The decoupling of Dutch boardroom pay from performance during the Covid-19 outbreak

What happened to Dutch executives’ pay during the pandemic? The shareholder value revolution has coincided with rapid increases in Dutch top managers’ pay. Theoretically, rising executive bonuses should reflect improved corporate performance, as measured by a series of operational and shareholder value indicators. However, critics argue that in practice the relationship between pay and performance is weak. Given its negative impact on the finances of most firms, the Covid-19 pandemic provides an insightful test case.

Our detailed analysis of the remuneration packages paid out to Dutch top managers before and during the outbreak of the Covid-19 pandemic shows that whilst executive pay rose quickly when economic conditions were favourable, it continued to rise at the aggregate level even when the crisis hit. Despite sharp falls in profitability and the receipt of unprecedented levels of government support in 2020, average levels of remuneration of Dutch top managers increased by 15 per cent in the same year.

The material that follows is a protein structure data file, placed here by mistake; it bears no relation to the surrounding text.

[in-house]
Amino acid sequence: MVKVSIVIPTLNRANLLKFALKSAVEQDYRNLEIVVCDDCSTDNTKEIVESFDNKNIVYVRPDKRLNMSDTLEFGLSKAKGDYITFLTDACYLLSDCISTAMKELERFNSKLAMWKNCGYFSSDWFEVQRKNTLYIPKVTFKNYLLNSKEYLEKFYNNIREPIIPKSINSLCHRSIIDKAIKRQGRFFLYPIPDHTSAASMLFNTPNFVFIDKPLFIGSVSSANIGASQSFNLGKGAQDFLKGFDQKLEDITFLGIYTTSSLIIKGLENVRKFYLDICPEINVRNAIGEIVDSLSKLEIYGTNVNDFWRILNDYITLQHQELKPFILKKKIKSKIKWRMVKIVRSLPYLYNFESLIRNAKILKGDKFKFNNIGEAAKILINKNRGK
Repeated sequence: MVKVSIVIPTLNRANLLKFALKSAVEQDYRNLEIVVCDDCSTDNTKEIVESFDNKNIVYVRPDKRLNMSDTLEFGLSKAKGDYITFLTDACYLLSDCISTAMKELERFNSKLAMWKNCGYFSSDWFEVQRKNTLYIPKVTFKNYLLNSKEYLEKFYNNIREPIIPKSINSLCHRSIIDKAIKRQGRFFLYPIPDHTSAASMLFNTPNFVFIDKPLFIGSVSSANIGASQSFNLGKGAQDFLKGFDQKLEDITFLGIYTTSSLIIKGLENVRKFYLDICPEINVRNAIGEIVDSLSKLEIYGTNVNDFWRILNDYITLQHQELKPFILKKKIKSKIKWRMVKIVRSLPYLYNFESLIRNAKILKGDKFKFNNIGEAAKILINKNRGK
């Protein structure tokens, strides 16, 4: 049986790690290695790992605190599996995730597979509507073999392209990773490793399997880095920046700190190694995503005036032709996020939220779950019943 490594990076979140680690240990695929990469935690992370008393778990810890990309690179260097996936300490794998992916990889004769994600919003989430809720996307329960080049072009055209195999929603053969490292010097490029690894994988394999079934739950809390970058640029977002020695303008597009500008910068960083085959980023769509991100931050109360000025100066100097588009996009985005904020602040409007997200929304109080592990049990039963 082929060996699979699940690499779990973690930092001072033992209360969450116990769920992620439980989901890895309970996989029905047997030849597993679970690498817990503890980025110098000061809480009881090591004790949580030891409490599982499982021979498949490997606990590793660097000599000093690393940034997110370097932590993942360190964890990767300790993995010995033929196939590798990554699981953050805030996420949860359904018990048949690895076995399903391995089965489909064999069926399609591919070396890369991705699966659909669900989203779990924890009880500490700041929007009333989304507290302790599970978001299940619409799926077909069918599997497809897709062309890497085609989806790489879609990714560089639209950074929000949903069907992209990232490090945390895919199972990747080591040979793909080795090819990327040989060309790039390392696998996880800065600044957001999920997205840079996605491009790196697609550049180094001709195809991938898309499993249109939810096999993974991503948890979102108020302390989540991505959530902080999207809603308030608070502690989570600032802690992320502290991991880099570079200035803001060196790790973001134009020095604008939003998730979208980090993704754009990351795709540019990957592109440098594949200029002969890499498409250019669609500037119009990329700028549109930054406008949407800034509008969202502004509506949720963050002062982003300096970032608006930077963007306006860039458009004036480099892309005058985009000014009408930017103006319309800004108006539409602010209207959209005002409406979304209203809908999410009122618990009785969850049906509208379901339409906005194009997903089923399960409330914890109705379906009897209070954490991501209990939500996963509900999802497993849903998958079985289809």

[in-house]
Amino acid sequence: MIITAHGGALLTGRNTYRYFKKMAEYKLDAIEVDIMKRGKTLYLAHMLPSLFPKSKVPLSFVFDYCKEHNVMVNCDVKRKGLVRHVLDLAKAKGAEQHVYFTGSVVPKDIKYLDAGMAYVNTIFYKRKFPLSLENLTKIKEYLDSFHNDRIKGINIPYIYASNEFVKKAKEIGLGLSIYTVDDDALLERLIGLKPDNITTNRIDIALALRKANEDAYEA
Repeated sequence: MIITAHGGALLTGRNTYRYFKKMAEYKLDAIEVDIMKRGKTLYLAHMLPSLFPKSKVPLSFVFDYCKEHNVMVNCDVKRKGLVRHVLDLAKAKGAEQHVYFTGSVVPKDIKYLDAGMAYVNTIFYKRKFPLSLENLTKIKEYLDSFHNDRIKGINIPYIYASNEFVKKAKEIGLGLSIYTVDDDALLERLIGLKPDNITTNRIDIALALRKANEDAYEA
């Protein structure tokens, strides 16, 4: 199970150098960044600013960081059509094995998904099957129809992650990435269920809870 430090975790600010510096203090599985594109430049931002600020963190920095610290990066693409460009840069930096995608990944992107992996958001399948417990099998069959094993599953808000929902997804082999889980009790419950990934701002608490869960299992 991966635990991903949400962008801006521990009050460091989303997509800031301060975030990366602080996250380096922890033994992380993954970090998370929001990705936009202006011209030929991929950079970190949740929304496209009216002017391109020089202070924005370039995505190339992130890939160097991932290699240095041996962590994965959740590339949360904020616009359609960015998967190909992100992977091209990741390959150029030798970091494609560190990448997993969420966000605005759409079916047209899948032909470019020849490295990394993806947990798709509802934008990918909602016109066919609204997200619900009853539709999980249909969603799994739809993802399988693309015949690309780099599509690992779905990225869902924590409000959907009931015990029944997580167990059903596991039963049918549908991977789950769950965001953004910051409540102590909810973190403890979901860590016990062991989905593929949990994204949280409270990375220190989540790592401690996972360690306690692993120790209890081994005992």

Pay for performance practices have thus fostered a system that leads to large increases in pay for small improvements, while substantial decreases in pay are rare, even under the most dire circumstances. More broadly, our empirical results show how the growing financialisation and shareholder orientation adopted over the past three decades has promoted a gradual hollowing out of many large Dutch companies. The case of executive pay offers a lens through which we can observe some of the implications of these trends.

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